The standing rigging on a sailboat is a system of stainless steel wires that holds the mast upright and supports the spars.
In this guide, I’ll explain the basics of a sailboat’s hardware and rigging, how it works, and why it is a fundamental and vital part of the vessel. We’ll look at the different parts of the rig, where they are located, and their function.
We will also peek at a couple of different types of rigs and their variations to determine their differences. In the end, I will explain some additional terms and answer some practical questions I often get asked.
But first off, it is essential to understand what standing rigging is and its purpose on a sailboat.
The purpose of the standing rigging
Like I said in the beginning, the standing rigging on a sailboat is a system of stainless steel wires that holds the mast upright and supports the spars. When sailing, the rig helps transfer wind forces from the sails to the boat’s structure. This is critical for maintaining the stability and performance of the vessel.
The rig can also consist of other materials, such as synthetic lines or steel rods, yet its purpose is the same. But more on that later.
Since the rig supports the mast, you’ll need to ensure that it is always in appropriate condition before taking your boat out to sea. Let me give you an example from a recent experience.
I had a company inspect the entire rig on my sailboat while preparing for an Atlantic crossing. The rigger didn’t find any issues, but I decided to replace the rig anyway because of its unknown age. I wanted to do the job myself so I could learn how it is done correctly.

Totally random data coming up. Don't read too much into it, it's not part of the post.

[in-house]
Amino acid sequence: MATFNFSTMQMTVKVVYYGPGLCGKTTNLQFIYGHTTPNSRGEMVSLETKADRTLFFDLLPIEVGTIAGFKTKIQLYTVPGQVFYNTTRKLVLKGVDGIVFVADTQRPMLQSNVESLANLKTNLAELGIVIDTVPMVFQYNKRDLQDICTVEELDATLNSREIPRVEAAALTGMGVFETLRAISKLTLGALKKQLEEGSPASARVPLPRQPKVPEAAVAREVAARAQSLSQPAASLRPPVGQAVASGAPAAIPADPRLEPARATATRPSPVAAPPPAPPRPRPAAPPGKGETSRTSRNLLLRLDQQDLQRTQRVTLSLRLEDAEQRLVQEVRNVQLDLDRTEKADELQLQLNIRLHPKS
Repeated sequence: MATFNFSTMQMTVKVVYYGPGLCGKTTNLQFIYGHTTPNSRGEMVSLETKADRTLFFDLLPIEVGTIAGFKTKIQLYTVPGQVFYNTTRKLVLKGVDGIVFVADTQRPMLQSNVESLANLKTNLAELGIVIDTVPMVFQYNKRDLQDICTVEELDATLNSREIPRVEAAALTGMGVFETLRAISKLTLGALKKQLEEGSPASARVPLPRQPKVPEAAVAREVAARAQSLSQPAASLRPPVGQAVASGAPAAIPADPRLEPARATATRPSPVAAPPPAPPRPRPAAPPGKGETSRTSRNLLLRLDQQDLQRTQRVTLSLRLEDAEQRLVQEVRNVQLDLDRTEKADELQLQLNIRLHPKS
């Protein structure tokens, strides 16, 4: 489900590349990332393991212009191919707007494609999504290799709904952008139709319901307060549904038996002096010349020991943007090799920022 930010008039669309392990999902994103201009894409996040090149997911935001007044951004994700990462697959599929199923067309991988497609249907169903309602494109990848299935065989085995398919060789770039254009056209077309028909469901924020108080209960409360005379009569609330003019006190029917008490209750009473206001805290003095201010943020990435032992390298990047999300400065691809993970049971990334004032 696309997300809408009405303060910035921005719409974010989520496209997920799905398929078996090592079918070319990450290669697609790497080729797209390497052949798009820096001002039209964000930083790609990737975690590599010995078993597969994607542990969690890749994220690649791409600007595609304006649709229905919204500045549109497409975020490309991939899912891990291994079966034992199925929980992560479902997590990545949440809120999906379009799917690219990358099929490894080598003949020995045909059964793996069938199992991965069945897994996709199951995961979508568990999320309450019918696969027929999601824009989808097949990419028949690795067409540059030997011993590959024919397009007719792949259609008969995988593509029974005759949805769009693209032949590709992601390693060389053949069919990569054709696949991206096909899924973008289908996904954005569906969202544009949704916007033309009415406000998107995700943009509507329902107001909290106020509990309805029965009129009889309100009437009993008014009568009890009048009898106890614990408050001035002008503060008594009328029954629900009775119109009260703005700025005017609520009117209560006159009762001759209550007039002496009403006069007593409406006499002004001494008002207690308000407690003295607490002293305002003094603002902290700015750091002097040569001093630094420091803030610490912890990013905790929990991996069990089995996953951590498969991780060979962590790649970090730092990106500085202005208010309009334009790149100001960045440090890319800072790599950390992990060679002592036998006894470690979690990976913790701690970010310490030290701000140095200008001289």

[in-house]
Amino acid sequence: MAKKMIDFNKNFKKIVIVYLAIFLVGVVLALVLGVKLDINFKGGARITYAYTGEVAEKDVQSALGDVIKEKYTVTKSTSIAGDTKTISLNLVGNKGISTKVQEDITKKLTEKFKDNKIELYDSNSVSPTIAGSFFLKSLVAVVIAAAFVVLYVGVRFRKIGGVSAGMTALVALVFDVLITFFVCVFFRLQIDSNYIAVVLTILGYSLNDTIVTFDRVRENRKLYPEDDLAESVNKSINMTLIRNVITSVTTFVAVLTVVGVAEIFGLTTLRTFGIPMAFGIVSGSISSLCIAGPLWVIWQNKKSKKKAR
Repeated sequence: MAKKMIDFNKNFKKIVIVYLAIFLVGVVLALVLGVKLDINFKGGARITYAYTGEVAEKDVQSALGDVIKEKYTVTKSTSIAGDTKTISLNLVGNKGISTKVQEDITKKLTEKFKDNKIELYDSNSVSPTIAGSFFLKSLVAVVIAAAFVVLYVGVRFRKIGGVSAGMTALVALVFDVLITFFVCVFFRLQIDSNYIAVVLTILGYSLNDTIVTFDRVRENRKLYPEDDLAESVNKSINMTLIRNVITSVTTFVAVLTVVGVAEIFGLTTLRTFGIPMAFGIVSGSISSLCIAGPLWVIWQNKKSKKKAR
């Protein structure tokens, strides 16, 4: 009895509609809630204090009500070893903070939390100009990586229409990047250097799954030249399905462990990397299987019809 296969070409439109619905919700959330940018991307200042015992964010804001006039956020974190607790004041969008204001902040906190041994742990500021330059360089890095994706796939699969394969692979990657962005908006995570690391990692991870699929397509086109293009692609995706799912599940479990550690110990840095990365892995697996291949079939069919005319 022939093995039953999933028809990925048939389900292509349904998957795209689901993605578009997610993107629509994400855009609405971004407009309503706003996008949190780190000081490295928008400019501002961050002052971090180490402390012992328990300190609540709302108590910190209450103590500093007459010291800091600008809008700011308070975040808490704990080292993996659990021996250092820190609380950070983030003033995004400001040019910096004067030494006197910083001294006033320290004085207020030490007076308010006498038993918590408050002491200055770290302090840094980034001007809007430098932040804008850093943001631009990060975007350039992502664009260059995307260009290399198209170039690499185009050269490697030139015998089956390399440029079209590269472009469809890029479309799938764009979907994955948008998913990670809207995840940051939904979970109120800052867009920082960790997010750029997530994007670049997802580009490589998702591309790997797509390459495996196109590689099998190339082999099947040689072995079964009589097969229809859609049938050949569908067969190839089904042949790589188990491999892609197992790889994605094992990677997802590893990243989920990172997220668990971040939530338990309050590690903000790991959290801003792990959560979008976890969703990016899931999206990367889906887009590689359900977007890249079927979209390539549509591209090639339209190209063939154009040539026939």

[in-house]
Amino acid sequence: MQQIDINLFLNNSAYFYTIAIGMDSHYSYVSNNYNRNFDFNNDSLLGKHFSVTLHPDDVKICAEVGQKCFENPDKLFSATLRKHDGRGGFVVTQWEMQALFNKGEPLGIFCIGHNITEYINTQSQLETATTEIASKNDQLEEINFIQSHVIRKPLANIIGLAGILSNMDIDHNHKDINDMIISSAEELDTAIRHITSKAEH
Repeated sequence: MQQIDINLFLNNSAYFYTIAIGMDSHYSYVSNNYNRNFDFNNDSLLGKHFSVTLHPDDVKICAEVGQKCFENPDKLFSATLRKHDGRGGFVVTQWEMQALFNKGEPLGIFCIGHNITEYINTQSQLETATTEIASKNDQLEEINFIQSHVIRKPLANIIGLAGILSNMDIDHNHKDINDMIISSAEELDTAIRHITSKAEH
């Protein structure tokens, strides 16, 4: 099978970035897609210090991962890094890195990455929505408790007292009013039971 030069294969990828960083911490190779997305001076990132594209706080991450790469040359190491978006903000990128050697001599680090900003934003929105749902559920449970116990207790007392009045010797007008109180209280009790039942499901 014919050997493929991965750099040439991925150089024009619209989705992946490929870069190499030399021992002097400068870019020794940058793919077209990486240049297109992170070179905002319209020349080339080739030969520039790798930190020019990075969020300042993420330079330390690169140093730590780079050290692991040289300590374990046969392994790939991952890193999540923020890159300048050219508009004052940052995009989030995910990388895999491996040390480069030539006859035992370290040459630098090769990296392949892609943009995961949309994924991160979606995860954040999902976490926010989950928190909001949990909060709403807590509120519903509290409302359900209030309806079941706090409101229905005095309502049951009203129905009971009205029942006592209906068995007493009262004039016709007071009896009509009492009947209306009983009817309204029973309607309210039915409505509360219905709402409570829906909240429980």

Not long after, we left Gibraltar and sailed through rough weather for eight days before arriving in Las Palmas. We were safe and sound and didn’t experience any issues. Unfortunately, several other boats arriving before us had suffered rig failures. They lost their masts and sails—a sorrowful sight but also a reminder of how vital the rigging is on a sailboat.
The most common types of rigging on a sailboat
The most commonly used rig type on modern sailing boats is the fore-and-aft Bermuda Sloop rig with one mast and just one headsail. Closely follows the Cutter rig and the Ketch rig. They all have a relatively simple rigging layout. Still, there are several variations and differences in how they are set up.
A sloop has a single mast, and the Ketch has one main mast and an additional shorter mizzen mast further aft. A Cutter rig is similar to the Bermuda Sloop with an additional cutter forestay, allowing it to fly two overlapping headsails.
You can learn more about the differences and the different types of sails they use in this guide. For now, we’ll focus on the Bermuda rig.
The difference between standing rigging and running rigging
Sometimes things can get confusing as some of our nautical terms are used for multiple items depending on the context. Let me clarify just briefly: